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The inside story of Pa.'s failed rent relief program

The Investigator

February 18, 2021 | spotlightpa.org

Doomed effort, hold harmless, escaping scrutiny, data delay, vaccine questions, no comment, nursing home rewards, and no training.

Pennsylvania’s first effort to help renters harmed by the coronavirus was doomed from the start.

A review of thousands of emails obtained under the state Right-To-Know Law by Spotlight PA's Charlotte Keith shows housing officials were not consulted on the details and warned of serious problems before it launched, but their pleas for help never resulted in the changes they said were needed.

As a result, Pennsylvania tenants in dire need of assistance, some of whom have been living day to day in fear of losing their homes, missed out on roughly $96 million of $150 million in federal coronavirus relief that instead went primarily to pay for the payroll of the state prison system.

Now, the state is preparing to spend $848 million in federal funding on a second round — and thousands of tenants and landlords are hoping the state does a better job than last year.

Also this week, Capitol reporter Cynthia Fernandez went deep on Gov. Tom Wolf's proposal to push a record amount of state education dollars through a "fair funding" formula. The plan requires officials to raise the personal income tax, a nearly impossible sell to many in the legislature. 

» If you learned something from today's edition, pay it forward and become a member of Spotlight PA so someone else can tomorrow.

Sarah Anne Hughes, Spotlight PA


The program "continues to reveal new levels of dysfunction ... like that long, lost, alcoholic uncle."

Bryce Maretzki, a senior official at the Pennsylvania Housing Finance Agency, on a troubled rental relief program launched in summer 2020

» COVID-19 UPDATE: Keep up with our coronavirus tracker, find where to get the COVID-19 vaccine, and sign up for alerts for your county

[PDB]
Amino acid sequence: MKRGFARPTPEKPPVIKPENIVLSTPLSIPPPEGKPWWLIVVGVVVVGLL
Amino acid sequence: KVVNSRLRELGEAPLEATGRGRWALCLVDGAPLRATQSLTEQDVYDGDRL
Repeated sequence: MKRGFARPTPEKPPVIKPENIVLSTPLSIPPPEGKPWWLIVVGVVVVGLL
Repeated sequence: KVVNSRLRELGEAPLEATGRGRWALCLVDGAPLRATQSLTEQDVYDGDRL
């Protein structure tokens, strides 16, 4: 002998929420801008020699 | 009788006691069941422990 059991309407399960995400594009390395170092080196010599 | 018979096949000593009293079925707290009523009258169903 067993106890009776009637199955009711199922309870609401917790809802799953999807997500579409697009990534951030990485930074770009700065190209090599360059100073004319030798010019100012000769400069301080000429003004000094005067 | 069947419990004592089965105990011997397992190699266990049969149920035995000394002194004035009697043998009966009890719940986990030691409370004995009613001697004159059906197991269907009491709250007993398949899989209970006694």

» State Police will escape legislative scrutiny in 2021 budget process

» Census data delay could put redistricting process transparency at risk

» The most frequently asked questions about Pa.’s vaccine rollout

Pa.'s new auditor general says his election was fair, but he won’t talk about the rest

The state's new auditor general — charged with serving as an independent and impartial fiscal watchdog on behalf of taxpayers — has refused to affirm that the 2020 election was fair and accurate, despite his own victory.

Timothy DeFoor became the first Republican in more than two decades to win the row office, a major victory for the party. And he was clear, when he recently appeared before a state House committee, that he believes his race was fair and that he is the rightful victor.

As for the other races on the same ballots in the same election? He has nothing to say.

“I believe my election was fair,” DeFoor said in response to a question from Rep. Malcolm Kenyatta (D., Philadelphia). “As far as anybody else’s election, that’s a conversation that you would have to have with them, but I haven't heard any complaints with regards to my specific election.” 

When pressed this week about the comment, a spokesperson from DeFoor’s office called it a “personal view” and declined to elaborate.

Although Pennsylvania Republicans fell short in their efforts to re-elect President Donald Trump, the GOP performed extremely well in down-ballot races, maintaining their majority in the state Senate, growing their control in the state House, and flipping two statewide row offices.  

Despite those gains, party leadership has repeatedly questioned the integrity of the election, while a handful of Republicans have fueled false claims of voter fraud.

The hearing DeFoor attended was one of 14 scheduled by Rep. Seth Grove (R., York) to investigate the 2020 election and evaluate Pennsylvania’s Election Code more broadly.